Natural History Museum: Darwin Centre





Key Partners

At Large, Ned Phillips, Cultural Innovations, Clay Interactive, On 101

Photos © Natural History Museum

Calling on Sysco’s reputation to deliver high-quality sound in challenging environments, this extraordinary new gallery within the Natural History Museum’s new wing required careful management of sound travelling along the curved continuous walls and open spaces of the structure.

Interact with the science of nature like never before in the state-of-the-art cocoon building. Take a self-guided tour and witness real specimens, incredible displays and animated interactive activities. Get up close to scientists at work.


The 65 metre long, 8 storey cocoon structure was designed by renowned Danish architects C F Møller and took around 280 people 25 months to build. It is the largest sprayed concrete, curved structure in Europe and houses 20 million plant and insect specimen collections. The innovative organic structure with its multiple open areas and transparent transitions between research and exhibition spaces looks beautiful but created huge technical challenges.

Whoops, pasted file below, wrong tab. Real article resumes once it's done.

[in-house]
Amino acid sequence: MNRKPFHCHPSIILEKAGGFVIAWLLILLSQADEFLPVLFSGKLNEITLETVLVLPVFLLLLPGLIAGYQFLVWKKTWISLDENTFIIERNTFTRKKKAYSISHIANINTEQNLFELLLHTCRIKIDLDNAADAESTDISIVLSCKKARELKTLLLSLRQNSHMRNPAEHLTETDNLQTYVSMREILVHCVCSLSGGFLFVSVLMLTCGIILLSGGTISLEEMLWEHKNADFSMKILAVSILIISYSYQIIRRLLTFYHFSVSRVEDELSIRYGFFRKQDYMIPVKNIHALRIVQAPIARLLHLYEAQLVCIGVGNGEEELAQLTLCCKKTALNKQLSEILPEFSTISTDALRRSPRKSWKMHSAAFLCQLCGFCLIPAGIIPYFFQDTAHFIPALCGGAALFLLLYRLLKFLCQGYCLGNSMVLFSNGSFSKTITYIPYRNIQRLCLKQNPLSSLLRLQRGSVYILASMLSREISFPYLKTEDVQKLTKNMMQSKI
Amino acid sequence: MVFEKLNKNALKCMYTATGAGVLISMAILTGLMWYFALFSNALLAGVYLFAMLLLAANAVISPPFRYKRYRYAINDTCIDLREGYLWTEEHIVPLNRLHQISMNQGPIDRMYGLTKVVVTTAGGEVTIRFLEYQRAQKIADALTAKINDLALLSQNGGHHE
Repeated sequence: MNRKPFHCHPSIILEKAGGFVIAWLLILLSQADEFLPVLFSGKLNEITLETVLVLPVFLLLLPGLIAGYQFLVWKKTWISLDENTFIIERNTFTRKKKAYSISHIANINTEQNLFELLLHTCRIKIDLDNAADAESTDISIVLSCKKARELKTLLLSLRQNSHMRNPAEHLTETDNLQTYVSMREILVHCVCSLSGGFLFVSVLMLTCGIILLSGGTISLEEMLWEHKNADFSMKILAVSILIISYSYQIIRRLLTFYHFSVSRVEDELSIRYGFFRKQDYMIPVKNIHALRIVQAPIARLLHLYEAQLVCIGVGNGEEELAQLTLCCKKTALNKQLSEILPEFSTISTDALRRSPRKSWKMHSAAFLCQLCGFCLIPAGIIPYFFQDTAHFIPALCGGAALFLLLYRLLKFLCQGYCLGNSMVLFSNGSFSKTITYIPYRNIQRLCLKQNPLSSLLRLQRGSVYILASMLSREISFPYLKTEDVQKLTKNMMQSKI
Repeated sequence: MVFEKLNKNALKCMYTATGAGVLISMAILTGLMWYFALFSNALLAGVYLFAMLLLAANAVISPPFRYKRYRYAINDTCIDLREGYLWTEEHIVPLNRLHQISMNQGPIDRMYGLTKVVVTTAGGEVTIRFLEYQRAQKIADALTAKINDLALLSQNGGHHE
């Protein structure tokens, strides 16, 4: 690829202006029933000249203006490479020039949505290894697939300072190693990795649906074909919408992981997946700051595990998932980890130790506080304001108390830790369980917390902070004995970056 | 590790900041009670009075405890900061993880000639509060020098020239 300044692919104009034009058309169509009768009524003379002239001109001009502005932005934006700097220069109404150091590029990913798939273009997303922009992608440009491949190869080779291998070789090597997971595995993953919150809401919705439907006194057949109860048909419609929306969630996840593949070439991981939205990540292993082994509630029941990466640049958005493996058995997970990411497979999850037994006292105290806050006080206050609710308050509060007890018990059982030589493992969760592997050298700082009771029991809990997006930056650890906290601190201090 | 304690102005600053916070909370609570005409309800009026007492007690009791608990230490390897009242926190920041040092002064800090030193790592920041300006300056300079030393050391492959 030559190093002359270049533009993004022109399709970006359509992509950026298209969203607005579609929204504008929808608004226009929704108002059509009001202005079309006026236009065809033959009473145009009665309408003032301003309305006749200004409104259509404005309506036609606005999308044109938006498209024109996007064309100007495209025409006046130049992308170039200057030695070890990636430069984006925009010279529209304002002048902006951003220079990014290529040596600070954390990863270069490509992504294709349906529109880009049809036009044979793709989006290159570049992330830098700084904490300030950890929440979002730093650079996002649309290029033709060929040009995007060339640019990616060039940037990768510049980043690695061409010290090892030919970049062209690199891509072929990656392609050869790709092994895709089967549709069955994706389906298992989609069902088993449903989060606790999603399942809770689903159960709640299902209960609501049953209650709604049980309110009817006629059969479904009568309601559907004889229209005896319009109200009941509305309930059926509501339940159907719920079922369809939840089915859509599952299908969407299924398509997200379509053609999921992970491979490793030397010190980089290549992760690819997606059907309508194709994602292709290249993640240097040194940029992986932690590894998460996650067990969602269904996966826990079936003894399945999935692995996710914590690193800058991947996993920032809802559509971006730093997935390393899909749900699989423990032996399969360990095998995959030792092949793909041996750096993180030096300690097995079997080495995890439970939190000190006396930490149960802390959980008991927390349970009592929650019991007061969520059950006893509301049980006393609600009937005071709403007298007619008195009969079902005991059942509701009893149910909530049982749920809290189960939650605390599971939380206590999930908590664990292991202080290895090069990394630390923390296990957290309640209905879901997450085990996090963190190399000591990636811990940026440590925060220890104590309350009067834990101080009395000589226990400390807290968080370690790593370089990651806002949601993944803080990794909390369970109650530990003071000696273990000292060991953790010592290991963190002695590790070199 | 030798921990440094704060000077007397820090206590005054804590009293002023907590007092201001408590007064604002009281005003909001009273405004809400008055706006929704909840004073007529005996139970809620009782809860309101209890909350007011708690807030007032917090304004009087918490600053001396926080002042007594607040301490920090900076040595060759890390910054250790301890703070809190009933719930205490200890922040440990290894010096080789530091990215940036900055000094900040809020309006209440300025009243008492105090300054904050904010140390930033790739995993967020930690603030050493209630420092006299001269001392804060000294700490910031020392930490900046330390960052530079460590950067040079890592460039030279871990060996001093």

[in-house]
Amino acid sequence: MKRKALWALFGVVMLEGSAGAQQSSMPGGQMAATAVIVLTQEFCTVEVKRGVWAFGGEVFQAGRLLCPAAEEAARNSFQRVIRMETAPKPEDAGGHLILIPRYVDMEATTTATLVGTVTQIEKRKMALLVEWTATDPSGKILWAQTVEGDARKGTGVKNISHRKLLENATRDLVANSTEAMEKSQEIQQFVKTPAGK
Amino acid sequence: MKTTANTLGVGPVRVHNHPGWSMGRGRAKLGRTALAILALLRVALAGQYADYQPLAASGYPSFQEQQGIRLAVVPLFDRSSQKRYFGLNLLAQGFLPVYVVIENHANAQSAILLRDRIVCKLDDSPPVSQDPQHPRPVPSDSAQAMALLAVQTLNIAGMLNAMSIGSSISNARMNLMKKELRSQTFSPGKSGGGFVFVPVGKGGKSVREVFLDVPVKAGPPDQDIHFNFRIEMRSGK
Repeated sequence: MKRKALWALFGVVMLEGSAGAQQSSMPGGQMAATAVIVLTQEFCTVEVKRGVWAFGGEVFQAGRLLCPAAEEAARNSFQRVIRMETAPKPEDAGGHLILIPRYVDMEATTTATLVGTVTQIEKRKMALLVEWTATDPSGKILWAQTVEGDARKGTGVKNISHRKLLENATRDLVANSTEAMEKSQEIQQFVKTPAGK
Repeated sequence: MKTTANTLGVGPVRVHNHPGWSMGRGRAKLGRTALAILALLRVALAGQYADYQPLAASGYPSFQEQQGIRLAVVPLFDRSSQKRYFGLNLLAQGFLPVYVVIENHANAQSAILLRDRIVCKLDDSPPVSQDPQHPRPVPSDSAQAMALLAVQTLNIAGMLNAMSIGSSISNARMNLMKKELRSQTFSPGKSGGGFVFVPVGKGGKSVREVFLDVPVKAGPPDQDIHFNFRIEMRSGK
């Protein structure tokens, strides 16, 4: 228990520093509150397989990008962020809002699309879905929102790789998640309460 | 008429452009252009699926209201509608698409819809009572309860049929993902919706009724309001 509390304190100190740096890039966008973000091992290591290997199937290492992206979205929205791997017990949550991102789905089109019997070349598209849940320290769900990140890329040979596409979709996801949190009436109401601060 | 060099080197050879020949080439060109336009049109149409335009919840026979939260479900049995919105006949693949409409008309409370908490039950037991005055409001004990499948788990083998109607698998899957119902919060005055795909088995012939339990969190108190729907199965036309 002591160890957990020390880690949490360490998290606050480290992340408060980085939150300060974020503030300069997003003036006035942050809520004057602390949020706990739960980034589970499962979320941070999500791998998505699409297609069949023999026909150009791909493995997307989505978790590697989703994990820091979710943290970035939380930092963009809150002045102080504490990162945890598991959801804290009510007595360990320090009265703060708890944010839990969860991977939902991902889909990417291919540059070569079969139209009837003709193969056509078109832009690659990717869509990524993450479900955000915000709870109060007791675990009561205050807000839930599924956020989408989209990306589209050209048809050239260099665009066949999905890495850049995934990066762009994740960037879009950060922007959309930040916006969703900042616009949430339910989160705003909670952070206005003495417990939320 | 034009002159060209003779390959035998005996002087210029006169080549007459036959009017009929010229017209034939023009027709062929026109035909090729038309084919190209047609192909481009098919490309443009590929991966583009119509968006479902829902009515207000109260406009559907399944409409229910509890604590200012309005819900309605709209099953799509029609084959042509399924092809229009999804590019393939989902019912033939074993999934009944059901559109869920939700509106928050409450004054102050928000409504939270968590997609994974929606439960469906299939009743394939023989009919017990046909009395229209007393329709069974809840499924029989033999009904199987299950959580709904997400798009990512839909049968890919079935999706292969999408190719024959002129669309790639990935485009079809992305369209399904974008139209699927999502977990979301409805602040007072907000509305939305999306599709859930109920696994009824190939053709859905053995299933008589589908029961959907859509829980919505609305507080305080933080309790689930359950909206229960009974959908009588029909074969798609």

Visitors take a lift to the 7th floor to begin their tour, and follow the internal ramp of the viewing gallery as it winds its way to the bottom. The curved exhibition spaces and continuous sloped viewing gallery meant that sound installation - particularly the need to prevent sound interference between exhibits - was exceptionally complex.

Construction delays impacted installation time, so systems were assembled and tested off-site to ensure a fast and efficient final installation process. The multiple software suppliers also took careful coordination to ensure that sufficient resources with the right skills were available at key moments.

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